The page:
Your status quo is that state of mind that you tend to circle back to. It’s also your typical cycle of content (or discontent depending on which way you look at it). It’s whatever you’ve gotten into the habit of complaining about or what you express your frustration over yet struggle to take the course of action that would truly put you on the path to change. I hear from readers who are miserable due to an ex yet despite this, they wouldn’t block their calls/emails or stop responding to messages or even sleeping with them.
Your habits represent your comfort zone.
You always know that you’re in an uncomfortable comfort zone if when you experience what should be good moments in your life, you tend to sabotage them, often before they’ve really had a chance to bloom. You may be so used to doing it that you may be entirely unaware of your habit of keeping you in a state of self-doubt, anxiety, sadness, or resentment. If you also tend to cycle from one drama to another and almost feel bored if something isn’t straining your brain, you may have fallen into the trap of feeling purposeful due to drama. You’re either in the camp that would have a fight with a paper bag or you’re in the camp that just feels twitchy unless you’re thinking about how someone has wronged you and what you’re going to do about it.
The trouble with an uncomfortable comfort zone is that you spend your time here on earth affirming negative beliefs while at the same time feeling wounded by being in your zone while at the same time trying to move forward while at the same time pulling you back in some way. That’s incredibly frustrating and disheartening.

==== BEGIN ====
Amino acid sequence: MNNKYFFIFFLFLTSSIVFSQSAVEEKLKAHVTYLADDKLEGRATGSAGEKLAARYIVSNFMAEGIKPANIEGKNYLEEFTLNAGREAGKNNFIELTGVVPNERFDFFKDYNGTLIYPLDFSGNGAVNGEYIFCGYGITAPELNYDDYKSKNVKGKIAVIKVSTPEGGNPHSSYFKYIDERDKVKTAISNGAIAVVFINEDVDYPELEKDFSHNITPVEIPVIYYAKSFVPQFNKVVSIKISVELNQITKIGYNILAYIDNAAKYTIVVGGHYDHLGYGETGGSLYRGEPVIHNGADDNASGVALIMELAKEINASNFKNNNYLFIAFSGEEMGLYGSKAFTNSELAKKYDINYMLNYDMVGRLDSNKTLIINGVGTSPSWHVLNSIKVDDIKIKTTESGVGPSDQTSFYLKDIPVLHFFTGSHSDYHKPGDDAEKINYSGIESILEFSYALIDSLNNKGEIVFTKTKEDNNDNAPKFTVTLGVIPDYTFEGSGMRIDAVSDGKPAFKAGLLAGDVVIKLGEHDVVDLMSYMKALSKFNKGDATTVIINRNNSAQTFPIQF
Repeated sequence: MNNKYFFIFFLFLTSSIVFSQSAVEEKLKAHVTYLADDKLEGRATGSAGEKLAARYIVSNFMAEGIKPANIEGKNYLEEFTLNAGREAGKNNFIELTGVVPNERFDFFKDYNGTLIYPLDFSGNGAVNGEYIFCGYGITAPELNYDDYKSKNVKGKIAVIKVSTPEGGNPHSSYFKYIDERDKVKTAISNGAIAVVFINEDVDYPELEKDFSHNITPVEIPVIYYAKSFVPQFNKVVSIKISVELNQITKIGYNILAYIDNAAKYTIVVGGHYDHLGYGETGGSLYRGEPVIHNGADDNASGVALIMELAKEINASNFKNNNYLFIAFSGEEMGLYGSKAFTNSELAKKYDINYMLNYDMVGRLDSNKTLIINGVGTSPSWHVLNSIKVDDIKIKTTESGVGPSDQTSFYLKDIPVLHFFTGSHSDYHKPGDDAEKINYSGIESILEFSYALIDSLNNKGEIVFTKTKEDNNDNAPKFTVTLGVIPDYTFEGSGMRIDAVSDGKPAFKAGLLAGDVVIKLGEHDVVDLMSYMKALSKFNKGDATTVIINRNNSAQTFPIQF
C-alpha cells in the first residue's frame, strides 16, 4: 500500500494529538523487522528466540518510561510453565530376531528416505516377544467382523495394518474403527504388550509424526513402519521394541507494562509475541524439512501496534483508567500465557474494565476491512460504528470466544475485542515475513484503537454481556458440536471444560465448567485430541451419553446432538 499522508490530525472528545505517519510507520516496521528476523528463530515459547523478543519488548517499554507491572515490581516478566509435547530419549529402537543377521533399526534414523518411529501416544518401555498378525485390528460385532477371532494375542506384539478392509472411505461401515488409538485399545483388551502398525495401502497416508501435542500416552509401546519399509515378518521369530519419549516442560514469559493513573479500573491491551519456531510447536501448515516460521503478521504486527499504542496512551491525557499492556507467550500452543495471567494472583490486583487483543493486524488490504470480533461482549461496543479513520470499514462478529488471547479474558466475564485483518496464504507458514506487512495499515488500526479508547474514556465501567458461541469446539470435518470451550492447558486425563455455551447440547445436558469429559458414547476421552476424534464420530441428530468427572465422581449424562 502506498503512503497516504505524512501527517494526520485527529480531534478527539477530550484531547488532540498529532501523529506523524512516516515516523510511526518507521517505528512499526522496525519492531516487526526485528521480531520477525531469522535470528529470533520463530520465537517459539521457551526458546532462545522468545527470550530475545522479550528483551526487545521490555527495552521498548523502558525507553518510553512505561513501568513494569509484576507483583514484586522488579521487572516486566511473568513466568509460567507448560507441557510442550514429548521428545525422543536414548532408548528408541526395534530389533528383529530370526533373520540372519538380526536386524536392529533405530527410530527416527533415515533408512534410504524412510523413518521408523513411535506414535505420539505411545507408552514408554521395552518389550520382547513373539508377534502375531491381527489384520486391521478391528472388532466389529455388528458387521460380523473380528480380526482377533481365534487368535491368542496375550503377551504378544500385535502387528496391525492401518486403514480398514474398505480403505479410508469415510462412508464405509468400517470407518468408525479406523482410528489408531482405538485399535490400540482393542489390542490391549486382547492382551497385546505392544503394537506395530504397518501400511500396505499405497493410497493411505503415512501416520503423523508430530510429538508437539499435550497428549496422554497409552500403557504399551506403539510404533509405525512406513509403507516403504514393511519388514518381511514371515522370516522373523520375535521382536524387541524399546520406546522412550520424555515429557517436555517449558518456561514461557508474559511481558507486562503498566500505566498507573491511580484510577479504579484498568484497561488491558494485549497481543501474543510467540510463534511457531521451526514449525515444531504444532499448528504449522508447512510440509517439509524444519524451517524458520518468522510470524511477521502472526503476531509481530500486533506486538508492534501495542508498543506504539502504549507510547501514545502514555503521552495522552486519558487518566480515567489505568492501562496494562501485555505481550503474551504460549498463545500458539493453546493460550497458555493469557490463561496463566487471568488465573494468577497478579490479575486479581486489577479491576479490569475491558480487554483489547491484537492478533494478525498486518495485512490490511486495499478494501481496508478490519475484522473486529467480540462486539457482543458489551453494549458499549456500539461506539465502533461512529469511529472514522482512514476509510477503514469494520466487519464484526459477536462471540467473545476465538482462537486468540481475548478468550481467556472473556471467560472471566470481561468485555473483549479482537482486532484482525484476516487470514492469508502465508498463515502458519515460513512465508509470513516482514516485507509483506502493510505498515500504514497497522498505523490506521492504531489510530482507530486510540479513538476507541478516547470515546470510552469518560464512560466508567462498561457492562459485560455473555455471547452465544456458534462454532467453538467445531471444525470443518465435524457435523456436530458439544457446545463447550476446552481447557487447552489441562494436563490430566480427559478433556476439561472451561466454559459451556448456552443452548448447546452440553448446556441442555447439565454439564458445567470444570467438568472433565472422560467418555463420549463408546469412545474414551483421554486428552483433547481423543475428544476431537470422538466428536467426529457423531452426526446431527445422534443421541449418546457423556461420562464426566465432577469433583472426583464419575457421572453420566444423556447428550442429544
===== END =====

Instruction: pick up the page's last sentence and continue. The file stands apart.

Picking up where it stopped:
Perfectionism is a prime example of this. When we are perfectionists, we put ourselves into a permanent state of dissatisfaction and comparison because we continuously move our own goalposts so that our status quo is a state of not being “good enough”. We do something and no matter how well we do it, we decide that it’s below par and just won’t allow it to be. Then when we do it to a better standard than previous and we decide that wasn’t good enough either. And on and on and on we go.
It’s like, “Maybe I wasn’t pretty enough. Maybe it’s because I’m too ambitious. Maybe I’m not exciting enough in bed. Maybe I’m the wrong age. Maybe, Maybe. Maybe.” When I see people carve themselves up with comparison as they traverse the passage of their relationships, it becomes clear that because they feel unworthy, they will always find fault with themselves and take ownership of other people’s feelings and behaviour.
The status quo is of course subjective. As many a person can attest to who has ever had their expectations managed down by Mr/Miss Unavailable, one person’s idea of a comfort zone is another person’s idea of hell. Equally if two people have a similar comfort zone which includes similar values, they can get along quite well instead of battling up and down the scale.
If you tend to turn down your heat and keep winding up in a comfort zone that you say that you don’t want to be in or that certainly isn’t yielding results for you, it’s time to ask, Do I believe that I deserve to be happy?
A person who believes that they deserve to be happy or even recognises that the thing to do when they achieve and accomplish things is to embrace them, be grateful, build on it, not call themselves a fraud or claim it was a fluke, doesn’t keep peeing on their own parade. That’s simply because self-esteem has the word ‘self’ in it for a reason so if you believe that you deserve happiness (or love, care, trust and respect for that matter), you will give it to you. You will differentiate between real and imagined threats.
Our comfort zones need to expand. When they remain static, we don’t grow and that’s where the regret kicks in because we look back and realise that time has passed but we haven’t evolved to expand our thinking and behaviour. The wonderful thing is that when we become aware of how we hold ourselves back and become conscious about exactly just how comfortable our comfort zone is, we can expand it so that what used to be a 7,8 etc becomes our new ‘5’.